Heating Up a Solar Flare

Powerful solar flares are dazzlingly bright in ultraviolet and X-ray images of the Sun. Despite their demands for attention, there’s still a lot that we don’t know about these unpredictable eruptions.

Clues from 121.6 nm

Solar flare at three wavelengths

These Solar Dynamics Observatory images of the Sun show a solar flare in three extreme ultraviolet wavelengths. From left to right: 17.1, 30.4, and 13.1 nanometers. [NASA/GSFC/SDO]

Solar flares shoot energetic particles and photons from across the electromagnetic spectrum into interplanetary space. In order to understand how energy is released in solar flares, we need to first know how energy is injected.

To explore where flares get their energy, a team led by Jie Hong (Nanjing University, China) focused on a familiar feature of the ultraviolet solar spectrum: the 121.6-nm hydrogen Lyman-α emission line, produced by the roiling, turbulent hydrogen gas in the Sun’s atmosphere. The shape and behavior of the Lyman-α emission line can be used to learn about many different types of activity in the Sun’s chromosphere and corona — including solar flares.

Hong et al. 2019 Fig. 6

Evolution of Lyman-α profiles over time. The top row shows the time evolution of the profiles in the non-thermal heating case. The asymmetry of the peaks transitions from long to short wavelengths as time and energy increase. The bottom row shows the thermal heating case (left) and the thermal heating plus a soft electron beam case (right). In the thermal heating case, the double peak morphs into a single peak. Click to enlarge. [Hong et al. 2019]

Modeling Flare Emission

Hong and collaborators used radiative hydrodynamics to model solar flares heated by different mechanisms. Their goal was to explore how the type of heating might change the shape of the Lyman-α line we observe.

In particular, they examined two means of heating the flares: a thermal mechanism where the energy comes from conduction from nearby plasma, and a non-thermal mechanism where the heat is provided by a beam of energetic electrons generated by magnetic reconnection. In the non-thermal case, they also varied the strength of the heating by an order of magnitude.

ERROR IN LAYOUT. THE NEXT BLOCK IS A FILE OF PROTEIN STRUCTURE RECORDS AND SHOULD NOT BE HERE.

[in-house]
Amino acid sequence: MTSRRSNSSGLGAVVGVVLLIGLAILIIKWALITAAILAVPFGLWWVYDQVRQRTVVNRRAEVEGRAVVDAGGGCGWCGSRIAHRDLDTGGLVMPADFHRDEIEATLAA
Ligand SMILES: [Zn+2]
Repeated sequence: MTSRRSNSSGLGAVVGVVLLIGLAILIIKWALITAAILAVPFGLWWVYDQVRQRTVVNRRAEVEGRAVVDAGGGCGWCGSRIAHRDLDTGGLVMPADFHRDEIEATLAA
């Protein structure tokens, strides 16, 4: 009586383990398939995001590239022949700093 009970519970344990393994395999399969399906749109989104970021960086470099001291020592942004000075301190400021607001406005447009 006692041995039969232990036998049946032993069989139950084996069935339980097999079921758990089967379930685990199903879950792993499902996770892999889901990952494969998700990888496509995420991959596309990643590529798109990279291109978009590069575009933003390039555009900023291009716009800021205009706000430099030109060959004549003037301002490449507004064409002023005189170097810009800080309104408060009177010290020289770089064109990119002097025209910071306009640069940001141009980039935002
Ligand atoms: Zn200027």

After allowing the modeled flares to evolve for eight or ten seconds, the researchers looked for subtle changes in the shape of the Lyman-α profile that could be linked to the underlying heating mechanism.

The asymmetries and peaks of the modeled emission lines showed distinctive patterns and behavior over time — fingerprints, Hong and collaborators argue, that could help identify the source of heat for an observed flare.

Flare Photography

Solar Orbiter

An artist’s impression of Solar Orbiter silhouetted against the Sun. The spacecraft’s tilted orbit will provide never-before-seen images of the Sun’s poles. [Spacecraft: ESA/ATG medialab; Sun: NASA/SDO/P. Testa (CfA)]

Hong and collaborators note that their modeling efforts will complement future solar observations, helping to clarify the complex picture of flare evolution.

In particular, they look forward to the joint NASA-ESA Solar Orbiter mission, set to launch in 2020, which will be the first spacecraft to snap extreme-ultraviolet pictures of the Sun from out of the ecliptic plane, and China’s Advanced Space-Based Solar Observatory (ASO-S), which is scheduled for launch in 2022. ASO-S will carry a dedicated Lyman-α imager.

After decades of observations, it looks like the field of flare research is still heating up!


“The Response of the Lyα Line in Different Flare Heating Models,” Jie Hong et al 2019 ApJ 879 128. doi:10.3847/1538-4357/ab262e